Earlier this month, Governor Andrew Cuomo announced an amendment to New York State Election Law that will grant registered voters up to three hours of paid time off to vote in public elections. The State Legislature passed the amendment as part of the state’s annual budget bill.

Under the amended Election Law, registered voters may request up to three hours off from work without loss of pay, regardless of their schedule, in order to vote in “any election.”

Many employers currently maintain “Voting Leave” or “Time Off to Vote” policies which grant up to two hours of paid time off (PTO) to vote. These policies are typically reflective of the Election Law’s previous PTO requirements, which were enacted in 1976. Under the old requirements, employees could request up to two hours of PTO to vote only if they did not have four or more hours off of work between polls opening and the start of their shift, or, four hours off of work between the end of their shift and polls closing.

The amendment removes the “four hours off” requirement and simply entitles all employees up to three hours of paid time off to vote, regardless of their schedule.

Employees must still provide notice that they will need time off to vote. The amended law requires employees to notify their employer at least two working days before an election that they will need time off to vote. Additionally, employers may require that employees take time off either at the beginning or end of their shift.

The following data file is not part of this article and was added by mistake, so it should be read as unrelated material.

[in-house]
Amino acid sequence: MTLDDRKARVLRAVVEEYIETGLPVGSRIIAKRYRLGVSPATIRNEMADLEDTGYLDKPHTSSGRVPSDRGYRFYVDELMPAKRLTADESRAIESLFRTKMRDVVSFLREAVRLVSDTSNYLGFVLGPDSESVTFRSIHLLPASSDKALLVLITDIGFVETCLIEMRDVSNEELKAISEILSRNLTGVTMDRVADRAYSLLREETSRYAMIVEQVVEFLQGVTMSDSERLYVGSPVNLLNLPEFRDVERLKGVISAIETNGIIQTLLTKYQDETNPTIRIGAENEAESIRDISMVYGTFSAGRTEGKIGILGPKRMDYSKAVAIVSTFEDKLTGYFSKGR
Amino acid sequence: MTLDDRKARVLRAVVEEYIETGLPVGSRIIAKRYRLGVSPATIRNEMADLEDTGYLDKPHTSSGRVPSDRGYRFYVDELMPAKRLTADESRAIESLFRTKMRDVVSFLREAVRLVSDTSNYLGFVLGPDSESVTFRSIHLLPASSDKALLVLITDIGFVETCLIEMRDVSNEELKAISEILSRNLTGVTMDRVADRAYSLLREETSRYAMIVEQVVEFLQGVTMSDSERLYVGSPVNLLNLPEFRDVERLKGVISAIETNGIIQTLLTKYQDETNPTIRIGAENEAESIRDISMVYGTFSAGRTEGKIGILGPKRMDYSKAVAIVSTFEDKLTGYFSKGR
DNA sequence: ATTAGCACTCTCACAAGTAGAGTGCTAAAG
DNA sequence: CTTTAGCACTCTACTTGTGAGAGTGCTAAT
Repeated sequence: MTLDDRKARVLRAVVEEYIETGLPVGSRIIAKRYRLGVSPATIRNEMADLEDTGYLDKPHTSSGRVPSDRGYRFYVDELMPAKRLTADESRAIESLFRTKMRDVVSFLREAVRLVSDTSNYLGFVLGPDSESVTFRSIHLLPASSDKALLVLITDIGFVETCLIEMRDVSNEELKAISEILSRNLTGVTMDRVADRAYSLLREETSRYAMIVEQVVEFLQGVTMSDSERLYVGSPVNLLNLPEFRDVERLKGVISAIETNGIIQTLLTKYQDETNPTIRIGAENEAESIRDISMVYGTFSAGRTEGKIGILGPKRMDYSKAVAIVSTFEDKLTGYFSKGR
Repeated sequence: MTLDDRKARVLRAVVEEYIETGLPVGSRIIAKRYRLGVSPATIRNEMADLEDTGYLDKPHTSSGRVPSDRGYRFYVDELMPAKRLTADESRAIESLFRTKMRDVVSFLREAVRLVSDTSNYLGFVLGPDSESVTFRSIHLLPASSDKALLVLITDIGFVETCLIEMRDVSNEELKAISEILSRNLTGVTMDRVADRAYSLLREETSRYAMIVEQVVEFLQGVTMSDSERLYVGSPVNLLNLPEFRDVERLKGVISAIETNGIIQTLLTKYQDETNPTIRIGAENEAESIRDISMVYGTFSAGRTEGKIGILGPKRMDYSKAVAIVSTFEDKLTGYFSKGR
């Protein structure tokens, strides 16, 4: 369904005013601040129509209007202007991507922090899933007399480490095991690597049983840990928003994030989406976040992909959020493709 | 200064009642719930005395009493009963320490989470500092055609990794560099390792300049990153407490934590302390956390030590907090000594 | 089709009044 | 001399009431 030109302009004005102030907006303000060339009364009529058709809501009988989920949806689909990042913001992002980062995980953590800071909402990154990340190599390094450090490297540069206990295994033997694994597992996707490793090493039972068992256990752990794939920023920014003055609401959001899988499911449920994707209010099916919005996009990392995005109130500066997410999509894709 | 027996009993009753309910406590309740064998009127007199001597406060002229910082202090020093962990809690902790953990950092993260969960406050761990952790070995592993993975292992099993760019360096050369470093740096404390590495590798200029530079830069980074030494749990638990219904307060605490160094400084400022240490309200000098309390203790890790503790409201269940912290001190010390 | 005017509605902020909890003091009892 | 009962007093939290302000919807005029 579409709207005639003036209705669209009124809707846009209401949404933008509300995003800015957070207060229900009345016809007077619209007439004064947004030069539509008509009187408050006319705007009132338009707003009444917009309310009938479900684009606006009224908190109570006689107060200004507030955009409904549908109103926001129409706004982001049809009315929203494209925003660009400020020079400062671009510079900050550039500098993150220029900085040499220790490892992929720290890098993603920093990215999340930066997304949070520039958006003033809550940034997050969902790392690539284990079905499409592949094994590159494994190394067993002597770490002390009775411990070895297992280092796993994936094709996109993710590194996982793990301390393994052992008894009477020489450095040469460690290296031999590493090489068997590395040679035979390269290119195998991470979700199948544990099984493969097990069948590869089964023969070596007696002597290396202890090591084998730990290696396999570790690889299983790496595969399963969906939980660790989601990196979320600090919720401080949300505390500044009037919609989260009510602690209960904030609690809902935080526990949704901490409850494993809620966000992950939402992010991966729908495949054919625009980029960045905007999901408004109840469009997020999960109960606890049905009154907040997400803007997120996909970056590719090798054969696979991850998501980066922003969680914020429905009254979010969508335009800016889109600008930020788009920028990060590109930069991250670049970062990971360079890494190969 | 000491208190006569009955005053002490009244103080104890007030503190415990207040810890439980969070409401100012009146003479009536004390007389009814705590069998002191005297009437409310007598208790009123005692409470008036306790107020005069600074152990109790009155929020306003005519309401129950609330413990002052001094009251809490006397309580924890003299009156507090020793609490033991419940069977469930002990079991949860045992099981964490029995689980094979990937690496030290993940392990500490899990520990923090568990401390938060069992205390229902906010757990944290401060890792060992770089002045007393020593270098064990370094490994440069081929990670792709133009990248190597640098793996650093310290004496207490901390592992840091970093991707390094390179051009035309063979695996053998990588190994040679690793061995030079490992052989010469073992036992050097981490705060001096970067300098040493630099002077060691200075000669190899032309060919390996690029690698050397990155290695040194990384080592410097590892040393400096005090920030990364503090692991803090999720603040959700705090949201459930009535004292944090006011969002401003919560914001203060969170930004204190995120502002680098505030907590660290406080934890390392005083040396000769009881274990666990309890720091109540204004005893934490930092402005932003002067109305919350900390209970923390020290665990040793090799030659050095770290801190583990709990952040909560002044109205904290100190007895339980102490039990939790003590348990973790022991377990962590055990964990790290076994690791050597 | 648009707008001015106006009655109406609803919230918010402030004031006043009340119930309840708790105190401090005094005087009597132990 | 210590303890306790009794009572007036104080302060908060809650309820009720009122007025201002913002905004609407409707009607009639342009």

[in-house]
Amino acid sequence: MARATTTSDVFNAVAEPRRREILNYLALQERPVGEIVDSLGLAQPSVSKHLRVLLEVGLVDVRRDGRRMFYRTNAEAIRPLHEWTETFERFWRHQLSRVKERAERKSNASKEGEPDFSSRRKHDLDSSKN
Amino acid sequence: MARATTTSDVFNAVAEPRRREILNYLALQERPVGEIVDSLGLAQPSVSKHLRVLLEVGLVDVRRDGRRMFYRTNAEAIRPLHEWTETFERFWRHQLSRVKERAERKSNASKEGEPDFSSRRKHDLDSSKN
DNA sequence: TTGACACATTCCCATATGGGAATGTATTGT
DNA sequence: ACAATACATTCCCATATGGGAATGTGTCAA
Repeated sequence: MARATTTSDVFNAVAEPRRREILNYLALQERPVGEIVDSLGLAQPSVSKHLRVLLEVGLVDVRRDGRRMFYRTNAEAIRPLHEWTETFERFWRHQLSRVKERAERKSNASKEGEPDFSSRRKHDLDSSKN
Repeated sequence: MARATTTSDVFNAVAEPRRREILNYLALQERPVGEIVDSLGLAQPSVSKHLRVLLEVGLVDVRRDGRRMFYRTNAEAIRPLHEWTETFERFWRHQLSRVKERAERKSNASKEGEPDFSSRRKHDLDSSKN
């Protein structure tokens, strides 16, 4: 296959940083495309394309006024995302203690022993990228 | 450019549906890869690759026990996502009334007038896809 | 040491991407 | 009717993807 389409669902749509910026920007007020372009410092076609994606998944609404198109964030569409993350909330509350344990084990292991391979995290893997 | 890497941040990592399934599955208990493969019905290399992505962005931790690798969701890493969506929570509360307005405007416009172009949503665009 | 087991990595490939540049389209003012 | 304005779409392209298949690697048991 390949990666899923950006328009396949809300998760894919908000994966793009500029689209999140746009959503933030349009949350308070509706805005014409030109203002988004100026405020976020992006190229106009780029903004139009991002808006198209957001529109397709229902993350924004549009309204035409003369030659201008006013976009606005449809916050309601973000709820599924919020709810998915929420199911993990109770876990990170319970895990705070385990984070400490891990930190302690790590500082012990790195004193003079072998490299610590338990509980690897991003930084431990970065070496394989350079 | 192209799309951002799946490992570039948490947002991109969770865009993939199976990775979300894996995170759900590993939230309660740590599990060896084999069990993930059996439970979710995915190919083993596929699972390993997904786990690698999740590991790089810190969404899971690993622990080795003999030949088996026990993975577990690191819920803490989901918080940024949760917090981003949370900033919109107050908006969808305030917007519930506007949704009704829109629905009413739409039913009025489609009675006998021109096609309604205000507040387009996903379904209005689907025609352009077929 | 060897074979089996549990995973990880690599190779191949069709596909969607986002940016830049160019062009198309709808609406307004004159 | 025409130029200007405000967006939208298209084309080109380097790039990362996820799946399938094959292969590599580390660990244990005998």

The amended law states that employees would be entitled to paid time off to vote in “any election.” The Election Law, however, only covers the following elections:

  • Elections for office for federal, state, county, city, town or village offices
  • Elections on ballot questions that are submitted to voters either statewide, countywide, citywide, town-wide or village-wide

Employees would presumably not be eligible for paid time off under the law for other elections, such as school district elections.

Still, the amended law leaves some questions for human resources and personnel professionals. It is unclear whether “paid time off” for voting must be deducted from employees’ established PTO or vacation leave banks, or, whether time off for voting leave would be a separate form of time off. Further, the amendment does not address whether employers can require a voting receipt or otherwise request proof that the employee in fact used the time off for voting.

With the upcoming election season, employers should take steps to review their current “Voting Leave” and other time-off policies and make necessary adjustments as soon as possible.

This alert does not purport to be a substitute for advice of counsel on specific matters.

Harris Beach has offices throughout New York State, including Albany, Buffalo, Ithaca, Melville, New York City, Rochester, Saratoga Springs, Syracuse, Uniondale and White Plains, as well as New Haven, Connecticut and Newark, New Jersey.